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SUBTROPICAL JET STREAMS. These jets, like the polar-front jets, are best developed in winter and early spring. During summer, in the Northern Hemisphere, the subtropical jet weakens considerably, and it is only identifiable in sporadic velocity streaks around the globe. During winter, subtropical jets intensify and can be found between 20 and 50 latitude. Their maximum speed approaches 300 knots, although these higher wind speeds are associated with their merger with polar-front jets. The core is most frequently found between 35,000 and 40,000 feet. A subsidence motion accompanies subtropical jets and gives rise to predominantly fair weather in areas they pass over. These jets are also remarkably persistent from time to time, but they do fluctuate daily. Sometimes they drift northward and merge with a polar-front jet. Over Asia in summer, the subtropical jet is replaced by the tropical easterly jet stream.

TROPICAL EASTERLY JET STREAM. This jet occurs near the tropopause over Southeast Asia, India, and Africa during summer. The strongest winds are over southern India, but they are not as intense as the winds encountered in polar-front or subtropical jet streams. This jet is closely connected to the Indian and African sum-mer monsoons. The existence of this jet implies that there is a deep layer of warm air to the north of the jet and colder air to the south over the In-dian Ocean. This warm air is of course associ-ated with the maximum heating taking place over India in summer, while the colder air is over the ocean. The difference in heating and cooling and the ensuing pressure gradient is what drives this jet.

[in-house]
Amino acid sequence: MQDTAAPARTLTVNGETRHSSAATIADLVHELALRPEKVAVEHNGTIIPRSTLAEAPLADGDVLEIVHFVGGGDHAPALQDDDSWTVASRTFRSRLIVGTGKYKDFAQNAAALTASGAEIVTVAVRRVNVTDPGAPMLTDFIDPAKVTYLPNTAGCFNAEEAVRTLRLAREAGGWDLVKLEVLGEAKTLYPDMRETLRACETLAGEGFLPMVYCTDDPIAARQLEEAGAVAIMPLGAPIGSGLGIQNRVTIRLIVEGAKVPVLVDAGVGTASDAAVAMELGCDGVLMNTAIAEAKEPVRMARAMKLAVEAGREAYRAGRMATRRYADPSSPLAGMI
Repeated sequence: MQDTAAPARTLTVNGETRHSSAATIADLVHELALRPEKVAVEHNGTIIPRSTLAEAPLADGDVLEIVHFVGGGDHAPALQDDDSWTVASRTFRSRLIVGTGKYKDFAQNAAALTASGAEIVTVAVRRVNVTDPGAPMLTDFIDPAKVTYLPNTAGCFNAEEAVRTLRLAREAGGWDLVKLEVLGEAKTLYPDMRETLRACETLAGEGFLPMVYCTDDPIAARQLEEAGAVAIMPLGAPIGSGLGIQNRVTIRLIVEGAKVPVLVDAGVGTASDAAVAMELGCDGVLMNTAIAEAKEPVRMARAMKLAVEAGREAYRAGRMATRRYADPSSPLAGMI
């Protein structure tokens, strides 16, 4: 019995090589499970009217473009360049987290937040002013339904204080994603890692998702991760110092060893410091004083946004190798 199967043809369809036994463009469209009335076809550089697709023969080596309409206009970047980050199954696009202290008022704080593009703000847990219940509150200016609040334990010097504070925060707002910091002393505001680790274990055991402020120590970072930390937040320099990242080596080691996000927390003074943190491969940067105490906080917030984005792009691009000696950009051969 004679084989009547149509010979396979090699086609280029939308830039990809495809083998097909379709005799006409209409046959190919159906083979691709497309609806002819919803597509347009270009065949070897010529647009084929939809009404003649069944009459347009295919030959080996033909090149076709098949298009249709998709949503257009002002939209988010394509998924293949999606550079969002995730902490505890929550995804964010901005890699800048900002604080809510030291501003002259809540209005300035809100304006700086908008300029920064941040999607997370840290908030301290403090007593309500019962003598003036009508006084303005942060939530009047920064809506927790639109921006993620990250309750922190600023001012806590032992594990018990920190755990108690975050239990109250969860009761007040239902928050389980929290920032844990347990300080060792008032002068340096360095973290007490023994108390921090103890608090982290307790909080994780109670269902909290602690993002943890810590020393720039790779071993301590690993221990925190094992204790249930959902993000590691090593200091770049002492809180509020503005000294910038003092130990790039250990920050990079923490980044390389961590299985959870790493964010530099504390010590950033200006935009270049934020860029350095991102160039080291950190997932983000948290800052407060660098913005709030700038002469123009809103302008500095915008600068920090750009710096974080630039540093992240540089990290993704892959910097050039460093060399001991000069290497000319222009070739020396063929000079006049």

POLAR-NIGHT JET STREAM. This jet meanders through the upper stratosphere over the poles. It occurs only during the long winter night. Remember, night is 6 months long over the pole in which winter is occurring. The polar stratosphere undergoes appreciable cooling due to the lack of solar radiation. The horizontal temperature gradient is strongly established bet-ween the equator and the pole, and the pressure gradient creates this westerly jet. The temperature gradient breaks down intermittently during middle and late winter in the Northern Hemisphere; therefore, the jet is intermittent at these times. In the Southern Hemisphere the temperature gradient and jet disappear rather abruptly near the time of the spring equinox.

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